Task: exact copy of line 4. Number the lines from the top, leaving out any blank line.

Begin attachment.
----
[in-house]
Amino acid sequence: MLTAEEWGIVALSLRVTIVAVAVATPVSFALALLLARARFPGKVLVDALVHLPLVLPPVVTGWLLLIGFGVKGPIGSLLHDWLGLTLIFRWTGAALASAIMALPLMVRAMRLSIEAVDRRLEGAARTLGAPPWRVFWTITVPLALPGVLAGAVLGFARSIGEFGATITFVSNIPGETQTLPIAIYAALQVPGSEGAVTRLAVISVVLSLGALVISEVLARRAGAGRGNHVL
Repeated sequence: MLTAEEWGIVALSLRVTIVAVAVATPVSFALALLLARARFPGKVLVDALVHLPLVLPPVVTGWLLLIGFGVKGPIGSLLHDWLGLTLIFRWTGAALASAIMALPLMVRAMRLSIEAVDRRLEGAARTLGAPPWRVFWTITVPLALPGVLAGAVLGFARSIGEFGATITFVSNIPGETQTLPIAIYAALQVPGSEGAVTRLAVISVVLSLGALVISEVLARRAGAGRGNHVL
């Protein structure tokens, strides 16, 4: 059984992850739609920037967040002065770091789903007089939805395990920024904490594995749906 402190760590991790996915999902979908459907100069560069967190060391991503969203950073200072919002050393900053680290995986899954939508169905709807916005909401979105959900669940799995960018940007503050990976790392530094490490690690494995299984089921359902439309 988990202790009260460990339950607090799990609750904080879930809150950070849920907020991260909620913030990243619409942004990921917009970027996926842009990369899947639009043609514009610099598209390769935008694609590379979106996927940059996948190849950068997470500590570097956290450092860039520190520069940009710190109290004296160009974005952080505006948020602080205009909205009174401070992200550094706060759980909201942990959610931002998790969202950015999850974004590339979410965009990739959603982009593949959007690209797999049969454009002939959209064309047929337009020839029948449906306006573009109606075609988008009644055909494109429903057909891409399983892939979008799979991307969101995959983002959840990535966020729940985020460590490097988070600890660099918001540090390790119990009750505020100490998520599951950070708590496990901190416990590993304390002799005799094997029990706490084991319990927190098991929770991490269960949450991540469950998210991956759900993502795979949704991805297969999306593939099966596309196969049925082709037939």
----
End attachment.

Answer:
């Protein structure tokens, strides 16, 4: 059984992850739609920037967040002065770091789903007089939805395990920024904490594995749906 402190760590991790996915999902979908459907100069560069967190060391991503969203950073200072919002050393900053680290995986899954939508169905709807916005909401979105959900669940799995960018940007503050990976790392530094490490690690494995299984089921359902439309 988990202790009260460990339950607090799990609750904080879930809150950070849920907020991260909620913030990243619409942004990921917009970027996926842009990369899947639009043609514009610099598209390769935008694609590379979106996927940059996948190849950068997470500590570097956290450092860039520190520069940009710190109290004296160009974005952080505006948020602080205009909205009174401070992200550094706060759980909201942990959610931002998790969202950015999850974004590339979410965009990739959603982009593949959007690209797999049969454009002939959209064309047929337009020839029948449906306006573009109606075609988008009644055909494109429903057909891409399983892939979008799979991307969101995959983002959840990535966020729940985020460590490097988070600890660099918001540090390790119990009750505020100490998520599951950070708590496990901190416990590993304390002799005799094997029990706490084991319990927190098991929770991490269960949450991540469950998210991956759900993502795979949704991805297969999306593939099966596309196969049925082709037939």